|· The Adventures of Greyfriars Bobby (New Select)
· Dance With the Wind (SPO Inc.)
· Goal! (Toshiba Entertainment)
· Perfume (Gaga)
· Shortbus (Asmik Ace Entertainment)
|Top film 2004: Howl’s Moving Castle (Toho, $187 million)
Top indie film: as above
Total B.O.: $1.97 billion
TOKYO — Japan’s distrib scene looks decidedly different from last year. Two major independent distributors were saved from insolvency by takeovers and there’s a new fondness for local productions.
Gaga Communications is now Gaga Usen, in the wake of Usen Broad Networks taking over the ailing distrib. Nippon Herald Films will be a fully owned Kadokawa Holdings subsid by August.
Another major shift was the aggressive expansion of Kadokawa’s deal with Dreamworks that gave its subsid Asmik Ace Entertainment exclusive distrib rights to all Dreamworks pics in Japan at the beginning of the year.
Distribs blame pricey U.S. titles for steering them into financial straits. Minimum guarantees usually hover around 10%-12% of budget. So, a $100 million tentpole can be priced at upwards of $10 million, with some tough overage requirements. And then there’s the marketing costs.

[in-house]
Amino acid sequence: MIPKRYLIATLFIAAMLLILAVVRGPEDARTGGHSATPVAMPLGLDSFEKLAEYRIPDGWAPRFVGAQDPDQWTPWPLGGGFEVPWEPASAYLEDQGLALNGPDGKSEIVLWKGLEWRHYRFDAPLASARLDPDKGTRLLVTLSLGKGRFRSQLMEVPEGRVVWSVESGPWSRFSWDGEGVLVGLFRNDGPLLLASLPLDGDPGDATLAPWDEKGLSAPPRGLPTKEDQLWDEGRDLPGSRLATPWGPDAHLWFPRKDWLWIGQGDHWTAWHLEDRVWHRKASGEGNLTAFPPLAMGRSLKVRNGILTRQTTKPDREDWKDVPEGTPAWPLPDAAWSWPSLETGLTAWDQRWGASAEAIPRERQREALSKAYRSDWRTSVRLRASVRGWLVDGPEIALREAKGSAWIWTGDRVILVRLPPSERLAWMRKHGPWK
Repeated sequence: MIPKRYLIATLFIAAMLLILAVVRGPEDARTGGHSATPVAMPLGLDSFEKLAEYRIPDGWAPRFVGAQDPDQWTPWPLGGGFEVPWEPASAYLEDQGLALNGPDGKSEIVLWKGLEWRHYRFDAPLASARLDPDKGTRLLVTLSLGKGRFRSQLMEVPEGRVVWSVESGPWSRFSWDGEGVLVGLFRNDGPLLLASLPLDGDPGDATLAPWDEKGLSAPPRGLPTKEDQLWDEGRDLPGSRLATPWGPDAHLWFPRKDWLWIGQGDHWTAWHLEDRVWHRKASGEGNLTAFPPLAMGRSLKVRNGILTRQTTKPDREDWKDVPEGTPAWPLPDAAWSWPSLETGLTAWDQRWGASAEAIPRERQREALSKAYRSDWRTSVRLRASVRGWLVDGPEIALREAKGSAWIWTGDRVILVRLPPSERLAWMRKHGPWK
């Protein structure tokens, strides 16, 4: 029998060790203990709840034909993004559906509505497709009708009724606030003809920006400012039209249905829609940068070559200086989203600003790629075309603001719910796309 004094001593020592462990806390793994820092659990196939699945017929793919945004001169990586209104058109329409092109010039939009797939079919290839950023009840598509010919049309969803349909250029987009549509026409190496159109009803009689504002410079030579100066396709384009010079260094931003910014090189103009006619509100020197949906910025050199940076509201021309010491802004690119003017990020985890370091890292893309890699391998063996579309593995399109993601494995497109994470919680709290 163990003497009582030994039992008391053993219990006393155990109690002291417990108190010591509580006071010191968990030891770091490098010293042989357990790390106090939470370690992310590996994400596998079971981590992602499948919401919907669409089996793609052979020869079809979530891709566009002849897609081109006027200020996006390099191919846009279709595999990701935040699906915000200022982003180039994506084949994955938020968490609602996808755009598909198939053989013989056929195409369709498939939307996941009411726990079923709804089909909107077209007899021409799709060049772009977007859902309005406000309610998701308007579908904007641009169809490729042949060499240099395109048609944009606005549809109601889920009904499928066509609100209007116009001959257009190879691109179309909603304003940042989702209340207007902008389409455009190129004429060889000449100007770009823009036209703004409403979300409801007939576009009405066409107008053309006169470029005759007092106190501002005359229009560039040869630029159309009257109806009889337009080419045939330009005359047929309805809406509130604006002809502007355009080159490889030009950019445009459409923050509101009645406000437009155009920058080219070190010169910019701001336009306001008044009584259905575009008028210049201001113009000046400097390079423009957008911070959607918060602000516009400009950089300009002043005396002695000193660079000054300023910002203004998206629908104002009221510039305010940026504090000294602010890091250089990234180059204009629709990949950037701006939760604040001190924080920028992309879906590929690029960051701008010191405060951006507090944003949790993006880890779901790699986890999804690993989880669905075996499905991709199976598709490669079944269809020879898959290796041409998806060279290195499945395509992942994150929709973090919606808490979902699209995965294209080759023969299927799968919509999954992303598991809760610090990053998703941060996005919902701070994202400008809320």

A local pic, meanwhile, can cost between $3 million-$5 million and do as well as a Hollywood pickup.
“It makes more financial sense to produce and distribute Japanese films,” affirms Takeo Hisamatsu, managing director of production and theatrical distribution at Shochiku, which was disappointed by “The Aviator” (jointly distributed with Nippon Herald).
In addition, the ongoing South Korean pic boom is eating up screens that used to go to U.S. indie fare and European pics.
“Korean stars have big names here, and most of their films are still cheaper than major U.S. pics,” explains Yuki Sakurai, general manager at distrib SPO.
One exception is “April Snow,” starring Korean superstar Bae Yong-joon, which Universal Pictures Japan bought for close to $8 million. (Pic was reportedly made for $6 million.) Still, according to most projections, it was a good deal.